There are even a few points where Mulder’s knowledge of modern technology is mocked. First, he can’t get his camera app to work properly, resulting in constant flashing and picture taking (resulting in blurry photographs of the picture that looks like fakes, but fakes Mulder would accept as genuine if given to him!). Second, Scully simply says to him “The internet is not good for you.” The first two episodes tried to convince us that Mulder and Scully and hip and up to date, so it was refreshing to be told the opposite. The easter eggs dotted throughout the episode were numerous. Scully’s dog Queeqweg was mentioned. We saw Mulder in red Y-fronts, echoing his red swimming trunks early on in ‘The X Files’ (plus, we saw Scully’s cleavage as well, so there was enough on show for fans of both Mulder and Scully!). The fourth wall was broken when Mulder’s phone rang and ‘The X Files’ theme tune blared out. I’m sure there are plenty I missed, but they didn’t feel forced or out of place.
“I have a whole speech prepared…”
I could go on, but I have already rambled on for far too long. My ramblings cannot do this episode justice. There was so much to enjoy that it’s hard to note everything down. Suffice to say, it was a pleasure for X-Philes, and not just because of the many easter eggs. From mid-life crises to musings about humanity, from psychology to stoners, ‘Mulder and Scully Meet The Were-Monster’ packed so much in and yet never felt bloated. It was classic X-Files, unravelling what makes ‘The X Files’ great whilst not being afraid to poke fun at those very things. If the rest of the revival meets this standard, the first two episodes can be forgiven!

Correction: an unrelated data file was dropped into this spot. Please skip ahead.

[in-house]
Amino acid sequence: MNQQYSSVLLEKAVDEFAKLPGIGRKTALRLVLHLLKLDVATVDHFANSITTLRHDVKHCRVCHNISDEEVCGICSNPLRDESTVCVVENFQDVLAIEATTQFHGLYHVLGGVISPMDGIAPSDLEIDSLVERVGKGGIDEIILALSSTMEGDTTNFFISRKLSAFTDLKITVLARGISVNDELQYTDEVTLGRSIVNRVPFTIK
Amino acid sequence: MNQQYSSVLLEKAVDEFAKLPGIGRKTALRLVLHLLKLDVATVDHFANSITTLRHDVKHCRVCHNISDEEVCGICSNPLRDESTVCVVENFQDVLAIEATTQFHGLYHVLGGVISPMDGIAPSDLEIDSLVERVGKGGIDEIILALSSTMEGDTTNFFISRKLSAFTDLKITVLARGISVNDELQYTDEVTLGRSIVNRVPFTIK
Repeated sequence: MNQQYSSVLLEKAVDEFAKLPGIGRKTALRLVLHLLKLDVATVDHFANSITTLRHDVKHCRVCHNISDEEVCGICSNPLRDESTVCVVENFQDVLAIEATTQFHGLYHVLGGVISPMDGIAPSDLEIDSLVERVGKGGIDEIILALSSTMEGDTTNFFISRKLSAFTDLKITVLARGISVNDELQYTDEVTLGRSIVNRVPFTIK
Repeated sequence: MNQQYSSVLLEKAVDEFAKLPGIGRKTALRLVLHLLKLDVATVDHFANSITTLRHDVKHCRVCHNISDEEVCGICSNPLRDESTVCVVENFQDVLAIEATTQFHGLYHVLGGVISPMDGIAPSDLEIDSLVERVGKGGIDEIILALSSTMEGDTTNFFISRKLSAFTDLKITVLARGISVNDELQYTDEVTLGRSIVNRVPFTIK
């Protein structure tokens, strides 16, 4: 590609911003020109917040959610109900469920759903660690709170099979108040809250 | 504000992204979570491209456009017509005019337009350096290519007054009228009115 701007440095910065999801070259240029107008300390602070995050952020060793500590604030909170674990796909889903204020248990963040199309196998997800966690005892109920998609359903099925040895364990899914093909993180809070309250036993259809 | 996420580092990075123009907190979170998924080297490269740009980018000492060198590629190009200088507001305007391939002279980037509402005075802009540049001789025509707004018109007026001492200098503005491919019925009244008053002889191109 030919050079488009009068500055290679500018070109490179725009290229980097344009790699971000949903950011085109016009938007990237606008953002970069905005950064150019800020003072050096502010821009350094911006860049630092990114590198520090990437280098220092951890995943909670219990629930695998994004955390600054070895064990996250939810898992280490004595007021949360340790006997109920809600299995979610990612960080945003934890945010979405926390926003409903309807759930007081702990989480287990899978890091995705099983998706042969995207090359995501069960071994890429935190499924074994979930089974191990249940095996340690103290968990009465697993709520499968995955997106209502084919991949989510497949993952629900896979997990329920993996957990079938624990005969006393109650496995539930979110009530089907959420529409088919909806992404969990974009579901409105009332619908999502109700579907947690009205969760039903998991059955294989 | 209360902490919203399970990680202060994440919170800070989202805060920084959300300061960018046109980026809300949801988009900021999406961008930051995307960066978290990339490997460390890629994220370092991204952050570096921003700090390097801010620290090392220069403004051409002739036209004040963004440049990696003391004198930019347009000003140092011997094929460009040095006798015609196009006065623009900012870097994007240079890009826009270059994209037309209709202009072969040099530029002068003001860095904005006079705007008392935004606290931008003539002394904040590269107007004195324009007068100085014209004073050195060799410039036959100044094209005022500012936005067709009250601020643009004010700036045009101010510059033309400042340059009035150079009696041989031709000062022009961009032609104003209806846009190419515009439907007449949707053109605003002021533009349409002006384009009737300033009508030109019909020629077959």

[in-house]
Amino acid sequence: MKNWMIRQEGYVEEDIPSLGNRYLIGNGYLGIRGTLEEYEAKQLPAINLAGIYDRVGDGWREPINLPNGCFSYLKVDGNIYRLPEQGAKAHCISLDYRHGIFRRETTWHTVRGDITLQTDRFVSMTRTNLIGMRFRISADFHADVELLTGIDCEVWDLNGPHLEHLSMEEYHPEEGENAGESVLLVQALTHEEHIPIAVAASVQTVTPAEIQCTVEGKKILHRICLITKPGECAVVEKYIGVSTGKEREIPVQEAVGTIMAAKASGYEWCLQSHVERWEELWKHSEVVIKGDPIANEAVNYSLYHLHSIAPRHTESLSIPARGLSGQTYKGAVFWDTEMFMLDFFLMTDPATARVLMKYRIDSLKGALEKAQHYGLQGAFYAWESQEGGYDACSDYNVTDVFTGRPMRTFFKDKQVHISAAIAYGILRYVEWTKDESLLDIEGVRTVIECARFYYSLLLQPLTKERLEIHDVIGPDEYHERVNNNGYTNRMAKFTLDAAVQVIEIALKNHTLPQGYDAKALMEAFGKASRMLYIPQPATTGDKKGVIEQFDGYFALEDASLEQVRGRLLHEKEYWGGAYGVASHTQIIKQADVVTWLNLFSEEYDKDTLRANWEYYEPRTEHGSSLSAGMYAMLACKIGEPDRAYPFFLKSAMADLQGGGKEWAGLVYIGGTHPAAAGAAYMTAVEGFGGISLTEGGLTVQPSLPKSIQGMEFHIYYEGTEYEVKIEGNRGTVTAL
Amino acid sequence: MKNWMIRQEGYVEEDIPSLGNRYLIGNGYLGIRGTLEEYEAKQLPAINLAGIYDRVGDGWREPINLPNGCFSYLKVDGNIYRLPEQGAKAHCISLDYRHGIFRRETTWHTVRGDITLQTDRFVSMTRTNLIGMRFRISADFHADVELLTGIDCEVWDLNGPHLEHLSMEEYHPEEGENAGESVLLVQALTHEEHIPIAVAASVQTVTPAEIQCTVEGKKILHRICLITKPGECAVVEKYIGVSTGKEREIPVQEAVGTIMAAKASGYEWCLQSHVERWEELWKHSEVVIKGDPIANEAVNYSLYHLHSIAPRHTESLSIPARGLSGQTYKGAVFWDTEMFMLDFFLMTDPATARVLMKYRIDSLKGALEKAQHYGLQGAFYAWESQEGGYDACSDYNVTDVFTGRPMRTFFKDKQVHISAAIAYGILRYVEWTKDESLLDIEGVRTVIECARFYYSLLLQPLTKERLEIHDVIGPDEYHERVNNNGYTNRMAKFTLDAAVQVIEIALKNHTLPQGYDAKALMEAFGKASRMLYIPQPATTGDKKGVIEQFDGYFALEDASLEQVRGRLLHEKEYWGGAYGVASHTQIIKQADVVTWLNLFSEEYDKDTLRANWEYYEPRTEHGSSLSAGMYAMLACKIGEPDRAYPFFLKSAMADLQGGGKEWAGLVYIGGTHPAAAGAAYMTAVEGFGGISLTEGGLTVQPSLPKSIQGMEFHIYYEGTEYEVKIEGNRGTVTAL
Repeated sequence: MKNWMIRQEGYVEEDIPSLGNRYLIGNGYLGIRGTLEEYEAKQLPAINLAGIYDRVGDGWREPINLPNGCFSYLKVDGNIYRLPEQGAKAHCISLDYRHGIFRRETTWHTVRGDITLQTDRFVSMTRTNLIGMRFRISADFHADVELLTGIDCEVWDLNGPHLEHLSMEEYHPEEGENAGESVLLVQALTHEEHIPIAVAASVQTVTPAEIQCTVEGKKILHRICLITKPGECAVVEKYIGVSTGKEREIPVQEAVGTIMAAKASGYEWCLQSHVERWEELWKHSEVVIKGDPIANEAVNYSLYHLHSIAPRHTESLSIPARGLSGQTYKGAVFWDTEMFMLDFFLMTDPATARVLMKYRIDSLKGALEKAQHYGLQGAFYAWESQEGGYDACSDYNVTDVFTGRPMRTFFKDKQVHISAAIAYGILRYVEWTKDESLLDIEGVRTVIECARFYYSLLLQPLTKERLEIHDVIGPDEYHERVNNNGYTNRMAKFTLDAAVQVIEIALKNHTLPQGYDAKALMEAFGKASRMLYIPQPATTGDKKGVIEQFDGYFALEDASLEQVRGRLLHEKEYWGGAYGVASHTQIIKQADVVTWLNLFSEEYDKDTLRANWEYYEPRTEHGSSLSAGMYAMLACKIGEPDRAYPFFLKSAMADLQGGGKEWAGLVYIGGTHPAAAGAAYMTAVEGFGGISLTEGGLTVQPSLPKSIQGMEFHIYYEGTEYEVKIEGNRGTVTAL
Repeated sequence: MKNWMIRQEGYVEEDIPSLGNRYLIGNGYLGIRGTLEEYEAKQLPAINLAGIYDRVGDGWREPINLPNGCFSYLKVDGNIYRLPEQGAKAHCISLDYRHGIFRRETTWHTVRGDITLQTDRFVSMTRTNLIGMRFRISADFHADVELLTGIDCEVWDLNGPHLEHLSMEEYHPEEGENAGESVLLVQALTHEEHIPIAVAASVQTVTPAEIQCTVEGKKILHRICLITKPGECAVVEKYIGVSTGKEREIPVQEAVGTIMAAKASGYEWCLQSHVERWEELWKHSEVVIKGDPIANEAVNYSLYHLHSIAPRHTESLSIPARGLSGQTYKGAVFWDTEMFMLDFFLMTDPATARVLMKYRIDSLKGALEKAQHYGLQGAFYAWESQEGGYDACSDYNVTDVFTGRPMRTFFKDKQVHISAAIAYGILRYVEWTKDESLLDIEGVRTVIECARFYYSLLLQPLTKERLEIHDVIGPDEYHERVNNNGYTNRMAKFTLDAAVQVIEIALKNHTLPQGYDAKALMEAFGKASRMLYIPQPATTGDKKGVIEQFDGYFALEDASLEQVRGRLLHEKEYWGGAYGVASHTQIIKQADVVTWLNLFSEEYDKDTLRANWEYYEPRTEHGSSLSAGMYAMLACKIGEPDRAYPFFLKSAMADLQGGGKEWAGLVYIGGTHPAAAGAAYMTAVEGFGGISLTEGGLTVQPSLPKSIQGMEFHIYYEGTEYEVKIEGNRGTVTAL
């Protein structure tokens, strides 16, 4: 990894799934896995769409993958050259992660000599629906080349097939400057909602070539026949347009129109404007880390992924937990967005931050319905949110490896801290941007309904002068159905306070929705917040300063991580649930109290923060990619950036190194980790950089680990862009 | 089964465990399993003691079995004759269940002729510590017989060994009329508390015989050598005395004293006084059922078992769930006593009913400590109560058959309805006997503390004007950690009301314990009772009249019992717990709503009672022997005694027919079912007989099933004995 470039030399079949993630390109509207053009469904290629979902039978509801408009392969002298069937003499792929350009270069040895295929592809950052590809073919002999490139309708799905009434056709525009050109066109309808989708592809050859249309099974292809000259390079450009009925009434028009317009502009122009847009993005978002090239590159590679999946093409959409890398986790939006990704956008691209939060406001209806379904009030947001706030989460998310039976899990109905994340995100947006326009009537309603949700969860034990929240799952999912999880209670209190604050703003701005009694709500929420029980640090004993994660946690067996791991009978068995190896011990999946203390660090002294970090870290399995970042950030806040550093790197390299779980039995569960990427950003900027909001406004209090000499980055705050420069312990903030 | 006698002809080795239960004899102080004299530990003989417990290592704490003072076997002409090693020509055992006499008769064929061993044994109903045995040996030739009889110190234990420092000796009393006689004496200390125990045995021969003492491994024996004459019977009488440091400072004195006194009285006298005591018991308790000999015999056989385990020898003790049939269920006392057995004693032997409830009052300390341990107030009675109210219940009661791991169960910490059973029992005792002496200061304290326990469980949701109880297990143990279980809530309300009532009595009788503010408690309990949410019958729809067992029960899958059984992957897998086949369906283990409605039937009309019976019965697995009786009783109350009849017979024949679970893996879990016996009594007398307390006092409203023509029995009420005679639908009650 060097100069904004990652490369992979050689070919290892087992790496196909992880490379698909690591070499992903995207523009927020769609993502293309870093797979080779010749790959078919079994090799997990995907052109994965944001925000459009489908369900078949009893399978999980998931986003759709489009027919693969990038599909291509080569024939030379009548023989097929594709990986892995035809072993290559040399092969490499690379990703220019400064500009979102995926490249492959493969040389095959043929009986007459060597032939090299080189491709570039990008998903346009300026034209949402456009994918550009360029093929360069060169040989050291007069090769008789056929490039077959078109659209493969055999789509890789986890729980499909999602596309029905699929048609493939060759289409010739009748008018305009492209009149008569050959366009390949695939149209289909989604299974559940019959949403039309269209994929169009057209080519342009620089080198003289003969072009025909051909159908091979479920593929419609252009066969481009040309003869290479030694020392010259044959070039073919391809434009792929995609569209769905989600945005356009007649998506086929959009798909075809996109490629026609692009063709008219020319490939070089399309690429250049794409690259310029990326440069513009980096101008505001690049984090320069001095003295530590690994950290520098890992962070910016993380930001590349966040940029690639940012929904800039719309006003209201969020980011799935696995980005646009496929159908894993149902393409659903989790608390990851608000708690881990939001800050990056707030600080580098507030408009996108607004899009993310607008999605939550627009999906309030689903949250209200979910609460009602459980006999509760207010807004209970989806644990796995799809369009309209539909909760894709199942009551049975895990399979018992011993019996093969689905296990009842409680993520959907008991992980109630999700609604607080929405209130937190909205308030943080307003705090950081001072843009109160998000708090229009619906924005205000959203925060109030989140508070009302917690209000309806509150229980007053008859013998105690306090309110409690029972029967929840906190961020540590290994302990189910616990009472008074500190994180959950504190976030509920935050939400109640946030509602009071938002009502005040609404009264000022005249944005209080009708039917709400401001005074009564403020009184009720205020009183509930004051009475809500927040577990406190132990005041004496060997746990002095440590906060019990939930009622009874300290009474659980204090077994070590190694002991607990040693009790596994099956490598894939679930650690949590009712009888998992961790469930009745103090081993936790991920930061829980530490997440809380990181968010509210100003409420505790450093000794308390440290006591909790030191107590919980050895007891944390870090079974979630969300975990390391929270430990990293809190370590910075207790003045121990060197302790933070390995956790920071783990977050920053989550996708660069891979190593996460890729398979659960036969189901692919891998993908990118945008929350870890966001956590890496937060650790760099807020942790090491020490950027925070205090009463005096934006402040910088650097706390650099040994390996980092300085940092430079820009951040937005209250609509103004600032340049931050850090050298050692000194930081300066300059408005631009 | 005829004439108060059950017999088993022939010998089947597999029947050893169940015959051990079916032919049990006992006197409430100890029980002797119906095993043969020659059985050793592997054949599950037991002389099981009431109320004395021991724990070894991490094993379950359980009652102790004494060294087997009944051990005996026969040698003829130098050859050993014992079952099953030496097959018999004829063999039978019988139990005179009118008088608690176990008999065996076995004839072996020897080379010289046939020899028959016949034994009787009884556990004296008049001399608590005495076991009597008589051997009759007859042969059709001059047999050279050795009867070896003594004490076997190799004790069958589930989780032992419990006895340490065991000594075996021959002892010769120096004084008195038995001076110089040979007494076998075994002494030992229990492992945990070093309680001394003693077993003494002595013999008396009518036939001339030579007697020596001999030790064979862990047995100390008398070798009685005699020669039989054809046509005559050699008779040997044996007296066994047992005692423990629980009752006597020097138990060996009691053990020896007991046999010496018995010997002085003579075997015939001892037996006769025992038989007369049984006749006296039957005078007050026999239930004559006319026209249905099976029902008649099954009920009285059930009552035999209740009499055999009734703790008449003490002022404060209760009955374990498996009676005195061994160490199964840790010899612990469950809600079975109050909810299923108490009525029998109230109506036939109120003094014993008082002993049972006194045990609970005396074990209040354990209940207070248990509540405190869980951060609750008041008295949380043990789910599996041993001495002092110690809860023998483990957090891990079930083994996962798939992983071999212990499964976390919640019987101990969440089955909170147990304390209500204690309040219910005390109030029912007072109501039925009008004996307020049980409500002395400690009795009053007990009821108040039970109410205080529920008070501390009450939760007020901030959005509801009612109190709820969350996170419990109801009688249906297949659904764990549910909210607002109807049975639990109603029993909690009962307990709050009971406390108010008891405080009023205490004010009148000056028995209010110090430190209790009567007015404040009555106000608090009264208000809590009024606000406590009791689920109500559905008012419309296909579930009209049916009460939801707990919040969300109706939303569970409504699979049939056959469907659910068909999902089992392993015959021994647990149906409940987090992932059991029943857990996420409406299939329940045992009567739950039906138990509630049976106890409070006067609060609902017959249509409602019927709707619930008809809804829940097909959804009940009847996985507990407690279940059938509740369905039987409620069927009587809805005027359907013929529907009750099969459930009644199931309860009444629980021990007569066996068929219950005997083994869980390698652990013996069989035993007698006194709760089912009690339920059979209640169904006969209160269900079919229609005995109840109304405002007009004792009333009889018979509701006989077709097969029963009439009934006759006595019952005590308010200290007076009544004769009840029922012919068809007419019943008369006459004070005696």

VERDICT: 9/10. Quintessential ‘X Files’ that had its tongue firmly in cheek, yet left enough moments for reflection and emotion amongst the genuine laughs. A classic!
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Click here for my review of The X Files: Season 10: Episode 2: Founders Mutation)
I wasn’t in the least bit excited for the second episode of the revived ‘The X Files.’ The opening episode was lacklustre and cluttered. It gave itself too much to do, reintroducing ‘The X Files’ to old and new fans alike and setting up a whole new mythology. ‘Founders Mutation,’ however, felt much more like a proper episode of ‘The X-Files.’ There were references to both the new mythology and the mythology of the past, but for the most part they didn’t bog things down. It was a straight-forward X Files mystery, involving Scully performing an autopsy and Mulder spouting exposition in his deadpan fashion. It was not without its faults, but for the most part, it was a decent episode.
Thus began the return of ‘The X Files’ to our (British!) screens, after a fourteen year absence (barring the film). For me, it was a cause for celebration. ‘The X Files’ is one of my favourite TV shows. It was an enthralling mix of conspiracy theories, paranoia, aliens, horror, humour, and a will they/won’t they relationship between the two main characters. Mulder and Scully were heroes of my childhood. So I eagerly tuned in, with my nostalgia goggles set to ‘stun,’ to Channel 5 on Monday night… Continue reading →